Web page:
The albumlib project presents the concept of storing music tracks
bundled together as albums, using existing open file formats,
This format is similar to the OpenOffice formats, the data are bundled
in a zipped archive file with a xml "header" (manifest).
The album.xml (manifest) file holds the album track list, track
timing, track lyrics, album cover, lyrics, weblinks.
I'll ask you back: Why is ripping track-oriented? Almost all
material originates from albums, album-orientation is natural.
And why should the tracks (only) be tagged in a binary way: xml is better suited, better defined and - much - more accessible.
I propose introducing album-orientation plus xml-tags (as an addition to the existing tags).
An added benefit: bundling tracks together in .album files makes for
much fewer file on your disk, which makes backing
up/copying your music collection substantially faster (the added
complexity of reading a track from inside an archive should not in principle make the player any less responsive).
It's a 'new' file format for rippers and players to handle, but as the implementation
is simple and builds on existing
file formats, it's not that much work to support it.
It need not have any impact at all on the way the tracks (playlists) are presented by players to their users.
The albumlib executable is an encoder, it reads up all files
with the designated extension in a directory (which hopefully makes up
an album), for instance
"album-encoder.exe mp3" means read all mp3's in current dir and make an .album archive out of it.
The file structure in principle:
albumname.format.album (actually uncompressed .zip)
01 - Future Legend.mp3
02 - Diamond Dogs.mp3
03 - Sweet Thing.mp3
04 - Candidate.mp3
05 - Sweet Thing (Reprise).mp3
06 - Rebel Rebel.mp3
07 - Rock 'N Roll With Me.mp3
08 - We Are The Dead.mp3
09 - 1984.mp3
10 - Big Brother.mp3
11 - Chant Of The Ever Circling Skeletal
12 - Dodo (Previously
unreleased track recorded in 1973).mp3
13 - Candidate (Demo version recorded in
album.xml: Each track entry holds both the track's file name (eg. "01 - Title") and the
proper track title ("Title" = tag from inside the file)
- The zip file is uncompressed ("stored") as music files are heavily
- Zip is chosen over tar because zip is the most WinXP-friendly.
- 0.9.1: Less namespace pollution on Linux (xdirent.h). MSVC 2005 compliance + workspace.
- 0.9.0: Initial release
- albumlib project page
- albumlib downloads
- albumlib cvs
- Example album.xml file
- Example .album file
- Different takes on albums: cue sheet, album wrap, album in a mp4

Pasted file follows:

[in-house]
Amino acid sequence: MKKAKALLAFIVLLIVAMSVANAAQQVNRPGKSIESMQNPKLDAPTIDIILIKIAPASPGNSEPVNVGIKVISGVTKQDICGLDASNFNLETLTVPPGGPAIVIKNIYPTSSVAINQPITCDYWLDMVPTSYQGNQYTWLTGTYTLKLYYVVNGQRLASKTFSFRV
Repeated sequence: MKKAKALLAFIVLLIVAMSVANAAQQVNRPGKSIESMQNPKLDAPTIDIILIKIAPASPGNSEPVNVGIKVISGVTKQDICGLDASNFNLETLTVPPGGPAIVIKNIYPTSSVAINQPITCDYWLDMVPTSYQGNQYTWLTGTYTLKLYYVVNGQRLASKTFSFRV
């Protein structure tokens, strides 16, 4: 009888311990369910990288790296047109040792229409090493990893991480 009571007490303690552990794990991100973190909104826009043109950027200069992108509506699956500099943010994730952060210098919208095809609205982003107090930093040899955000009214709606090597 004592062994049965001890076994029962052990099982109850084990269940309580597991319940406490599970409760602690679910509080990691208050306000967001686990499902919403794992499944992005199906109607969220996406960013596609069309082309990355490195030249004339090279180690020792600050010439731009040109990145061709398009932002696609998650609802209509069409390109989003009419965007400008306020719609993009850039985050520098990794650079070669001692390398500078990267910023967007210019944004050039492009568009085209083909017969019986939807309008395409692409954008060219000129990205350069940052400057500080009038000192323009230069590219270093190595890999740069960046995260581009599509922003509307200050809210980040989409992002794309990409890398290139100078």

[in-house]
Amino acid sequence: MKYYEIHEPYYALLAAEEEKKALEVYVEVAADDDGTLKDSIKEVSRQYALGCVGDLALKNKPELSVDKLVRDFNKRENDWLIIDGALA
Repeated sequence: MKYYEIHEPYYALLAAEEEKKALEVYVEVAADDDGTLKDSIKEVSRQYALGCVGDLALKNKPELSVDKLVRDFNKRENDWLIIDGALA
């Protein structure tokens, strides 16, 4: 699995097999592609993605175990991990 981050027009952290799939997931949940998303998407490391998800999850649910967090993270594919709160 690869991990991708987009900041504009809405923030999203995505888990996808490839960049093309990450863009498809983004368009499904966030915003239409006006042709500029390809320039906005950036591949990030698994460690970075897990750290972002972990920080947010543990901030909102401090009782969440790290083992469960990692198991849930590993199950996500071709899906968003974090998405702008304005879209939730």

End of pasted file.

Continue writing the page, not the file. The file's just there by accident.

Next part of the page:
encoder/main.c: Encoder demo app.
album/include/album.h: Definition of albumlib ('encoder') interface.
album/source/album.c: Actual albumlib implementation.
is inflexible (handles diskbased files only, not memory/sockets nor
anything else), so I write all my I/O code using Gilles Vollant's
ioapi. One drawback of Vollant's implementation of ioapi is that it is
32 bits only (using uLong, not fpos_t or off_t). It is not a problem in
this little project but for good measure I'm including my hacked
32/64 bits version of ioapi too
Other drawbacks: No get/setlength functions. The open function itself
(I'd rather keep char/wchar_t stuff away from the interface struct).
My own zip 'lite' implementation: Only uncompressed ("stored") zip archives is implemented, write only.
This can be said to be a scaled-down implementation of the scaled-down MiniZip implementation of Info-ZIP.
Not implemented yet: Reading. Big-endian struct handling (compilation on non-Intel platforms).
Probably not to be implemented: Compressed archive.
My own tar implementation. If you absolutely wants to, (uncompressed) tar can be used instead of (uncompressed) zip.
Note: The implementation of opening a file inside an archive for reading is slightly
weird - but highly efficient (pointer to file name is cast
fseek-implementation used by zipstore.c and tar.c.
Implementation is probably somewhat incomplete.
makepath/splitpath-implementation. Implementation is probably somewhat incomplete.
A little piece of code that I'm very happy with; it combines [the elegancy of]
opendir/readdir/closedir with [the portability of]
stat and [the usefulness of]
In other words,
opendir/readdir is too basic as
readdir (basically) only returns the filenames, while
_findfirst/_findnext is too cumbersome as it requires
path+filter (often you have just path in hand and then needs to add *.*
) and it returns a rather platform-specific set of attributes (and
often you want just the filename).
This should look familiar to
dir = xopendir(path, XDIRENT_NODOTS);
struct stat st;
const struct dirent* element = xreaddir(dir, &st);
if (element == NULL) break;
xreaddir(dir, &st) with
xreaddir(dir, NULL) if you want only the file names.
xopendir_match if you want a filtered list (if you have path+filter).
xreaddir_impl if you after all wants to get the platform-specific set of attributes.
xclosedir takes the address of the handle in order to clear it.
xreaddir returns a
album/include/bool.h: Definition of C-compatible boolean type,
bool is not really C/backwards compatible).
Burn all makefiles and compile in CodeBlocks (album_win.workspace, album_linux.workspace: gcc 3.4.5), MSVC6 (album.6.dsw), MSVC 2003 (album.7.sln) or MSVC 2005 (album.8.sln).
Note: In CodeBlocks, check Settings|Compiler and
debugger|Other|"Explicitly add currently compiling file's directory to
All support modules are zlib. The actual file format and album.c are GPL for the time being.
- [mp3] ID3V2 tag reading
- [flac] Tag reading
Modified: June 14th 2006